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Author Topic: Canadian Bacon  (Read 24374 times)

Offline jaeger

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Re: Canadian Bacon
« Reply #15 on: June 26, 2006, 08:41:18 pm »
Great Job Hab!!!
The beauty of this recipe is that anyone that wants to try it can go to their local supermarket and pick up everything they need. You won't have to order anything online and wait for the mail.
With your detailed instructions they should have similar results and have a true smoked and cured meat. One other nice thing is that you do not have to buy an expensive piece of equipment to make this. You will have to post this recipe and instructions on the recipe site for sure!

Offline Oldman

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Re: Canadian Bacon
« Reply #16 on: June 26, 2006, 08:52:06 pm »
Great Job Hab!!!
The beauty of this recipe is that anyone that wants to try it can go to their local supermarket and pick up everything they need. You won't have to order anything online and wait for the mail.
With your detailed instructions they should have similar results and have a true smoked and cured meat. One other nice thing is that you do not have to buy an expensive piece of equipment to make this. You will have to post this recipe and instructions on the recipe site for sure!

Agree 100%

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Offline jaeger

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Re: Canadian Bacon
« Reply #17 on: June 26, 2006, 09:03:01 pm »
I'm not that familiar with this cut of meat. Is there more then one type of muscle in this cut?
I'll bet you are more familiar than you think. Keep in mind the size difference between pork and beef. The loin is also referred to as the backstrap (especially in big game). It starts at the (back) top of the shoulder (lower neck) and runs all the way down to the beginning of the hindquarters(rounds). The larger section is the same cut as a rib roast (prime rib). This is the section with the cap, the same as you see on a nice ribeye steak. The end that narrows is where you have your loin steak (new york/T bone/porterhouse).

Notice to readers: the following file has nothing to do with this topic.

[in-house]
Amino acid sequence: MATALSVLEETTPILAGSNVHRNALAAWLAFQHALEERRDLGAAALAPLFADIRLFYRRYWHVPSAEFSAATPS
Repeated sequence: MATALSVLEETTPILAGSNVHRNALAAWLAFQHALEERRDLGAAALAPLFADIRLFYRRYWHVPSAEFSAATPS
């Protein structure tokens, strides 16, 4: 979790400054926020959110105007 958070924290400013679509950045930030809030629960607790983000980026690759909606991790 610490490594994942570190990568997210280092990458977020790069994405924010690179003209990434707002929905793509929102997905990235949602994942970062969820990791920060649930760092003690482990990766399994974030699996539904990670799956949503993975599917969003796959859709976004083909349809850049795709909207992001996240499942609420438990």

The reason the loin is such a nice tender cut of meat, is the muscle runs down the middle of the back and is one of the least used muscles on the species (domestic or wild).

Offline Habanero Smoker

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Re: Canadian Bacon
« Reply #18 on: June 27, 2006, 03:17:00 am »
I'm not that familiar with this cut of meat. Is there more then one type of muscle in this cut?
I'll bet you are more familiar than you think. Keep in mind the size difference between pork and beef. The loin is also referred to as the backstrap (especially in big game). It starts at the (back) top of the shoulder (lower neck) and runs all the way down to the beginning of the hindquarters(rounds). The larger section is the same cut as a rib roast (prime rib). This is the section with the cap, the same as you see on a nice ribeye steak. The end that narrows is where you have your loin steak (new york/T bone/porterhouse).
The reason the loin is such a nice tender cut of meat, is the muscle runs down the middle of the back and is one of the least used muscles on the species (domestic or wild).

Thanks for the information. I should have included in my original post that is was the tapered end, which was the 3.5 pound piece, that took longer to cook.

I will definately post it on the recipe site. I'll put in a few more details.


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Offline Oldman

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Re: Canadian Bacon
« Reply #19 on: June 27, 2006, 04:58:08 am »
Quote
I will definately post it on the recipe site. I'll put in a few more details.

Oops I just remembered I got to do a couple recipes that are there...

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Offline jaeger

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Re: Canadian Bacon
« Reply #20 on: June 28, 2006, 08:52:57 pm »
Habanero,
Did you have enough left to slice a few thicker to make smoked chops on the grill?